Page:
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Effects of Intermittent-Endurance Fitness on Match Performance in Young Male Soccer Players

Castagna, Carlo1,2; Impellizzeri, Franco3; Cecchini, Emilio1; Rampinini, Ermanno4; Alvarez, José Carlos Barbero5

The Journal of Strength & Conditioning Research: October 2009 - Volume 23 - Issue 7 - p 1954-1959
doi: 10.1519/JSC.0b013e3181b7f743
Original Research

Castagna, C, Impellizzeri, F, Cecchini, E, Rampinini, E, and Barbero Alvarez, JC. Effects of intermittent-endurance fitness on match performance in young male soccer players. J Strength Cond Res 23(7): 1954-1959, 2009-The purpose of this study was to examine the effect of specific endurance (Yo-Yo Intermittent recovery test level 1, Yo-Yo IR1) on match performance in male youth soccer. Twenty-one young, male soccer players (age 14.1 ± 0.2 years) were involved in the study. Players were observed during international championship games of corresponding age categories and completed the Yo-Yo IR1 on a separate occasion. Physical (distance coverage) and physiological match demands were assessed using Global Positioning System technology and heart rate (HR) short-range telemetry, respectively. During the match (two 30-minutes halves), players covered 6,204 ± 731 m, of which 985 ± 362 m (16%) were performed at high intensities (speed >13 km·h−1, HIA). A significant decrement (3.8%, p = 0.003) in match coverage was evident during the second half. No significant (p = 0.07) difference between halves was observed for HIA (p = 0.56) and sprint (speed >18 km·h−1, SPR) distances. During the first and second halves, players attained the 86 ± 5.5 and 85 ± 6.0% of HRmax (p = 0.17), respectively. Peak HR during the first and second halves were 100 ± 4 and 99.4 ± 4.7% of HRmax, respectively. Yo-Yo IR1 performance (842 ± 352 m) was significantly related to match HIA (r = 0.77, p < 0.001) and total distance (r = 0.65, p = 0.002). This study's results showed that specific endurance, as determined by Yo-Yo IR1 performance, positively affects physical match performance in male young soccer players. Consequently, the Yo-Yo IR1 test may be regarded as a valid test to assess game readiness and guide training prescription in male youth soccer players.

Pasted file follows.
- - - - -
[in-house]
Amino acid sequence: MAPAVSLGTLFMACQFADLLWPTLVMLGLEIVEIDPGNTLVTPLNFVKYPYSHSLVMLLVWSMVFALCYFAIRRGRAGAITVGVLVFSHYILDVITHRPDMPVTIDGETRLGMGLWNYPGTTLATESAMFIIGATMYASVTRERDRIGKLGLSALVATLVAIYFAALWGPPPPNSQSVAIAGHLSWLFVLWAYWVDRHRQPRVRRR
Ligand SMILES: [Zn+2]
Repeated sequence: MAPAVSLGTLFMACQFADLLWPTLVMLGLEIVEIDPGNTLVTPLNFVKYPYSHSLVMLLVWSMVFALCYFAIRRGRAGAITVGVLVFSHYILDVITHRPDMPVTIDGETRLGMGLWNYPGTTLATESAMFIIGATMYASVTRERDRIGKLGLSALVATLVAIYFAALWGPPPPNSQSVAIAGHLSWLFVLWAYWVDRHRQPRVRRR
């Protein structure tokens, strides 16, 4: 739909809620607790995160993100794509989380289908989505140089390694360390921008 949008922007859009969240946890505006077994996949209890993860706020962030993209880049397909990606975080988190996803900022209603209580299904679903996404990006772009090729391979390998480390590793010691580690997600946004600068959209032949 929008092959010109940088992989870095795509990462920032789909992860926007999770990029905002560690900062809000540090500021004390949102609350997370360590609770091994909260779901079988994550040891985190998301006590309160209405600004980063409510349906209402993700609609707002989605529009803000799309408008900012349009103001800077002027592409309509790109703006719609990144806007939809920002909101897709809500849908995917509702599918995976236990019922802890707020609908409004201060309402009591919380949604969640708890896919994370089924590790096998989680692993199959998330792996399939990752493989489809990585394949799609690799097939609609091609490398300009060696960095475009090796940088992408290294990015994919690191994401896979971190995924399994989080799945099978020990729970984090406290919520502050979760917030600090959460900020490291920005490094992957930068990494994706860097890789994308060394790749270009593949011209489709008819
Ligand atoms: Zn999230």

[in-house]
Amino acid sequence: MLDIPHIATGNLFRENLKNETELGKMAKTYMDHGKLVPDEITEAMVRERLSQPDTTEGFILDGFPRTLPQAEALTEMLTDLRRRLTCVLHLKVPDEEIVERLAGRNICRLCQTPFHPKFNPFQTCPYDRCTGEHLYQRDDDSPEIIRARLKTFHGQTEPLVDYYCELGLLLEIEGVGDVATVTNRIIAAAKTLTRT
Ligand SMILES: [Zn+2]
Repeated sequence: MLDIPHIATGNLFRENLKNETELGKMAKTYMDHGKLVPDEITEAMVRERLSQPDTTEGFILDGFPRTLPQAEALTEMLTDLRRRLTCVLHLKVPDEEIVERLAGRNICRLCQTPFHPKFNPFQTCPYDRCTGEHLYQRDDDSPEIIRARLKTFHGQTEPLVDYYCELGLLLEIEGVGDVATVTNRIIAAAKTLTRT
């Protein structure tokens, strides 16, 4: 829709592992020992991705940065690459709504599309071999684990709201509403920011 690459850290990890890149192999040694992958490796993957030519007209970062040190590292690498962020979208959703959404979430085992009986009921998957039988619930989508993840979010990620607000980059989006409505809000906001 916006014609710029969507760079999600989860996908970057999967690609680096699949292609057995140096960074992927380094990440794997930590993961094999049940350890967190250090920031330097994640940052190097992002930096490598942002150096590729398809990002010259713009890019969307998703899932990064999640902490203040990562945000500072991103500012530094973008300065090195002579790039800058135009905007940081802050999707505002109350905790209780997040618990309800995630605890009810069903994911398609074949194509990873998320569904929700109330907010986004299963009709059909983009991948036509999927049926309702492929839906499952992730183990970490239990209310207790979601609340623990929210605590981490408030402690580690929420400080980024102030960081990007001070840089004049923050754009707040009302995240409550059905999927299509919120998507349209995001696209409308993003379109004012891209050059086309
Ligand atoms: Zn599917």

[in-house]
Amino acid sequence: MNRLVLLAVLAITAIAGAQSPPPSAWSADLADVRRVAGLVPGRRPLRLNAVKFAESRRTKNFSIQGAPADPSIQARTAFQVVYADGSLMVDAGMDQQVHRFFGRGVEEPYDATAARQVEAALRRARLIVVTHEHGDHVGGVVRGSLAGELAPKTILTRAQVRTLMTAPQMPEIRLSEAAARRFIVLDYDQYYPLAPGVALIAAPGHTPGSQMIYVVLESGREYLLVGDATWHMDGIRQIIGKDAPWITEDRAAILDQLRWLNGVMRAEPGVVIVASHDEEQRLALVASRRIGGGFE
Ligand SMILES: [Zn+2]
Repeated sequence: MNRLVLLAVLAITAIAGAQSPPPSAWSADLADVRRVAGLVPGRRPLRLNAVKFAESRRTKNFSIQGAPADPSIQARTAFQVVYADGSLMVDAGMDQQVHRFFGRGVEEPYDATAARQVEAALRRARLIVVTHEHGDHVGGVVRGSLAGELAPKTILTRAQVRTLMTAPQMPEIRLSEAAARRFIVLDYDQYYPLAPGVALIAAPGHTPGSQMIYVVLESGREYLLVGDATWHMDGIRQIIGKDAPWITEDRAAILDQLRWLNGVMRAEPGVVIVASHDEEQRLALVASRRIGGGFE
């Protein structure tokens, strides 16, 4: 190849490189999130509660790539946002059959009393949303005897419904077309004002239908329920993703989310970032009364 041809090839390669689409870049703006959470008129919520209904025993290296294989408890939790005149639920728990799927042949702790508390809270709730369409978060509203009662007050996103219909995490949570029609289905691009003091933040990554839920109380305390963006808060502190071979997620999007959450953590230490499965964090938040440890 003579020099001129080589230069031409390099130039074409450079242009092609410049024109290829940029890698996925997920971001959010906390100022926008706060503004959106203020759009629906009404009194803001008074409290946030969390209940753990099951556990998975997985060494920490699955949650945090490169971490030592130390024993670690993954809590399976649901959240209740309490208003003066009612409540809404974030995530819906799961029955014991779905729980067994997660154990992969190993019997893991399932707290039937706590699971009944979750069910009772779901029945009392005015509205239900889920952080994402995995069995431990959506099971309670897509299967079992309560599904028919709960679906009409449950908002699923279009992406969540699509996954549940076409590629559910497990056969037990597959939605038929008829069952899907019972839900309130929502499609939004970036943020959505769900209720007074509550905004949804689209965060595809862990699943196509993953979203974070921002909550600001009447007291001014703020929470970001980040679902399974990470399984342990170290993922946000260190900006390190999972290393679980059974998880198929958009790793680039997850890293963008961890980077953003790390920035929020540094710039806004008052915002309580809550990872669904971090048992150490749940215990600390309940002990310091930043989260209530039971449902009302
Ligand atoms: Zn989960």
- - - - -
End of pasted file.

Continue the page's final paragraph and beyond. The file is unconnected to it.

1San Marino Football Federation (FSGC), Department of Research, San Marino; 2Corso di Laurea in Scienze Motorie, Facoltà di Medicina e Chirurgia, Università di Roma Tor Vergata, Roma, Italy; 3Neuromuscular Research Laboratory, Schulthess Clinic, Zurich, Switzerland; 4Human Performance Laboratory, S. S. MAPEI srl, Via Don Minzoni 34, Castellanza, Varese, Italy; and 5Facultad de Educación y Humanidades de Melilla, Departamento de Educación Física y Deportiva Universidad de Granada, Melilla, Spain

Address correspondence to Carlo Castagna,

© 2009 National Strength and Conditioning Association